6 Tips to Successfully Relocate Across the Country
Moving across the country is not an easy task. Making the decision to pack up your belongings and leave your loved ones at home takes courage. In order to make the process easier, you must prepare and condition yourself accordingly.
I recently got to make this decision when I had been offered a job on the East coast. After accepting the position, I packed up my things and moved them (and myself) from Wisconsin to New Jersey with the help of my father and grandparents in less than two days travel-time. I had always fantasized about the East coast, particularly about New York, but now, as a 21-year-old, I’ve managed to make the dream a reality.
Let me tell you, New York is alive, real and bustling. Jersey is pretty exciting in itself, and I still have so much to discover about these areas. I don’t consider myself especially brave or courageous for deciding to relocate across the country, but determined and eager. If you’re like me and are planning to pursue a new location as a post-grad, I advise you take these measures in order to increase the ease of moving and avoid potential stress.
1. Build a Support Team
Starting with the place you’re leaving, make sure to surround yourself with loving and supportive people. It may be difficult to make new friends right away, so make sure the ones you’re leaving at home know how much you care and want to maintain your existing relationships. You’ll never have to say goodbye, just “see you later” that way. Materials are things. People are irreplaceable, so don’t seek out dopplegangers to fill the friendship void. Be patient to form new relationships. Build your networks gradually. The friendship gods will smile upon thee in due time.
2. Find a Place to Live
I was incredibly fortunate in that I had help finding an apartment on the East coast from my boss. I realize not all people are as lucky, so when searching for a place I advise you do your research. Look at safety ratings on government websites, area demographics and crime reports. Don’t be afraid to make some calls to city officials or network with friends of friends who live in or near your new destination. Don’t be naive about changing your location. Watch out for yourself.
3. Make a Packing Checklist (or Two)
Remember your college dorm checklist? This is it’s parent, it’s very strict and necessary parent. Be sure to consider all of your new place’s rooms: the bathroom, laundry-room, kitchen, bedroom, living room and office space will likely all have various sublists you’ll want to check twice, or if you’re like me, six times over and three times on Sunday. Since you won’t be familiar with your new location, it will be difficult to shop for these items once you arrive. Try to check as many items off your list as you can before you move. Consider the resources you had used outside of your dorm as a reference to create your list or consult a professional- Hi mom!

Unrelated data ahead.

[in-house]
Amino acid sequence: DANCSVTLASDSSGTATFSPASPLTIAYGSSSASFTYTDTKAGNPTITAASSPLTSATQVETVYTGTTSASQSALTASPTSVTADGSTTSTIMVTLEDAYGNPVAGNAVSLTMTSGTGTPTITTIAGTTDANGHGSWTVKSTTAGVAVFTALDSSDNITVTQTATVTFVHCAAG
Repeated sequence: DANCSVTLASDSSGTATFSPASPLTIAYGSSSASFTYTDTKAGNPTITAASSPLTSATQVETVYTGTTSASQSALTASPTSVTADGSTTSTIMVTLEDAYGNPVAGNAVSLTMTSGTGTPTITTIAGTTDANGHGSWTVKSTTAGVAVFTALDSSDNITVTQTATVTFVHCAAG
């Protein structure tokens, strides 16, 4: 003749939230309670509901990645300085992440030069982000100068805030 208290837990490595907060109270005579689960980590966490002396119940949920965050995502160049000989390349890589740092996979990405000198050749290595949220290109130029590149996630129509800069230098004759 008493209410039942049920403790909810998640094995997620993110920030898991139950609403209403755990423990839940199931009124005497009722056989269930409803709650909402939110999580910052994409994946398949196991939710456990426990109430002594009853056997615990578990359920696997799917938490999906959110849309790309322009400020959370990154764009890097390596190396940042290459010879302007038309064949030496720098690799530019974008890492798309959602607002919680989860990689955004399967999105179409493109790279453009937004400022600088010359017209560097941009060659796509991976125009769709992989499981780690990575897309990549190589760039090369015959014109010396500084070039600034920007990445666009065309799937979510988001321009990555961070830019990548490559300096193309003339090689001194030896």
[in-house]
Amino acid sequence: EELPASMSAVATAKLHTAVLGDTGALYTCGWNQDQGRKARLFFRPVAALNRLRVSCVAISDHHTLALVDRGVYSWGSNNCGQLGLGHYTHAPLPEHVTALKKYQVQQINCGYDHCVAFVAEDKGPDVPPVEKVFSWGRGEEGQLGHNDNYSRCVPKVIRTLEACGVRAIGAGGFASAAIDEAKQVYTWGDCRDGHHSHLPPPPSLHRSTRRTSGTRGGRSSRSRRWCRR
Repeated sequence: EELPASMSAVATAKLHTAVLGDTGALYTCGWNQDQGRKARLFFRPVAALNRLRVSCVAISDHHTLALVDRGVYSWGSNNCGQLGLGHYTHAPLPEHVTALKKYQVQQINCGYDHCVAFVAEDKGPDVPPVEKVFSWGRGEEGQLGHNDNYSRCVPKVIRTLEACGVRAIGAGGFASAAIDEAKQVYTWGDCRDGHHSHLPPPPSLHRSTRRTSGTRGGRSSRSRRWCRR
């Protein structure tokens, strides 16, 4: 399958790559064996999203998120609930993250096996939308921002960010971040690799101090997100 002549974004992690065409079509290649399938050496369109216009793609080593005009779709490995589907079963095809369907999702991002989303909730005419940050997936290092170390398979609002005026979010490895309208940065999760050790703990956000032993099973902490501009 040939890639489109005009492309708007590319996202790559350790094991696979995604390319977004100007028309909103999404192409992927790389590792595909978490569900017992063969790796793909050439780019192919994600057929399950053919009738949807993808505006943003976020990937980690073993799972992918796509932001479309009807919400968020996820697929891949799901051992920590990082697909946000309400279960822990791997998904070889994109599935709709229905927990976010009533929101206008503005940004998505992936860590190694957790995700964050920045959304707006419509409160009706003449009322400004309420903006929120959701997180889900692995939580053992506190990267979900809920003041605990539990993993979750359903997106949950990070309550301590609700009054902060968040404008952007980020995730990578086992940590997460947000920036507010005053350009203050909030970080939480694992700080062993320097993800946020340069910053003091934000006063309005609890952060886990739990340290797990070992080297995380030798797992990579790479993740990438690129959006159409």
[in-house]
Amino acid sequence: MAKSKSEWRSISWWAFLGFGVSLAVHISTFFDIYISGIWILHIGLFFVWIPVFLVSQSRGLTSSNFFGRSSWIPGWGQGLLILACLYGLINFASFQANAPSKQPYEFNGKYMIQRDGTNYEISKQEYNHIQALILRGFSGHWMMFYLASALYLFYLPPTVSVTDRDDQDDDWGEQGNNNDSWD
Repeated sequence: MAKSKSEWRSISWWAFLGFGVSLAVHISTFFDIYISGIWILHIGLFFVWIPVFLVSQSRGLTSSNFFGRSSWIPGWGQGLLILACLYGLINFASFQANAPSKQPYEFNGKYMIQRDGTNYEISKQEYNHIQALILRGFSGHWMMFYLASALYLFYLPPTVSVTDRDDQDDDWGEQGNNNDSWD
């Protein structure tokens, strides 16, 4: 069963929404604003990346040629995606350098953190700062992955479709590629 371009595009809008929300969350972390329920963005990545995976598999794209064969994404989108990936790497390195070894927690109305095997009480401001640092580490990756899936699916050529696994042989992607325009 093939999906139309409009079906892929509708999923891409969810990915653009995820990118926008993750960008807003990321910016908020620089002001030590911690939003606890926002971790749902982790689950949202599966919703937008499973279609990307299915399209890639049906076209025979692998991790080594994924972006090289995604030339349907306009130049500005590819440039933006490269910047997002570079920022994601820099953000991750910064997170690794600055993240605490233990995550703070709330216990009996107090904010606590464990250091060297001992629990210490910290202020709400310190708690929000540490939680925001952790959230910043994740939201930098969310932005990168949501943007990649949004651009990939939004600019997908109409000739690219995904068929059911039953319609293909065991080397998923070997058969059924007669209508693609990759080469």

4. Research the Area
Before you move to a new place, make sure you have an idea about where certain locations are: the hospital, your place of work, banks, grocery stores, your favorite restaurants, your favorite stores, gas stations, etc. Narrow down coordinates, and make sure a GPS is something you’ve checked off your checklist. Having a GPS will be extremely helpful once you arrive at your new location so you have some idea about how to find these places.
5. Plan a Budget
Once you’ve accepted a job, it’s important to know how much you’ll be making in relation to how much you can spend, what bills you’ll be paying for and to account for unexpected costs. Moving is expensive, so for relocation costs that aren’t going to be covered by your employer, I advise saving as often and as much as you can. Put money aside from your current paychecks and plan with your future ones. I suggest using Mint.com as a guide. Mint.com is an easily customizable online budgeting system. It’s safe to use and you can connect your bank accounts to the website, which will help you see how your income truly looks compared to how much you’re spending. Forgive yourself if you spend too much at first or don’t know how to budget exactly. Nothing is perfection. You’ll get the hang of it.
6. Be Confident in You
There’s a reason you decided to move. Remember that reason. Believe in your best you and know there’s always room to improve yourself, your circumstances, your environment and your relationships. Maintain optimism. When you’re young, the world is at your disposal. Seize your opportunities. Be brave, even if you don’t think you are. I’ve heard once before that if you pretend something long enough, it becomes you. Play “pretend” positively. This isn’t a dream. This is real life.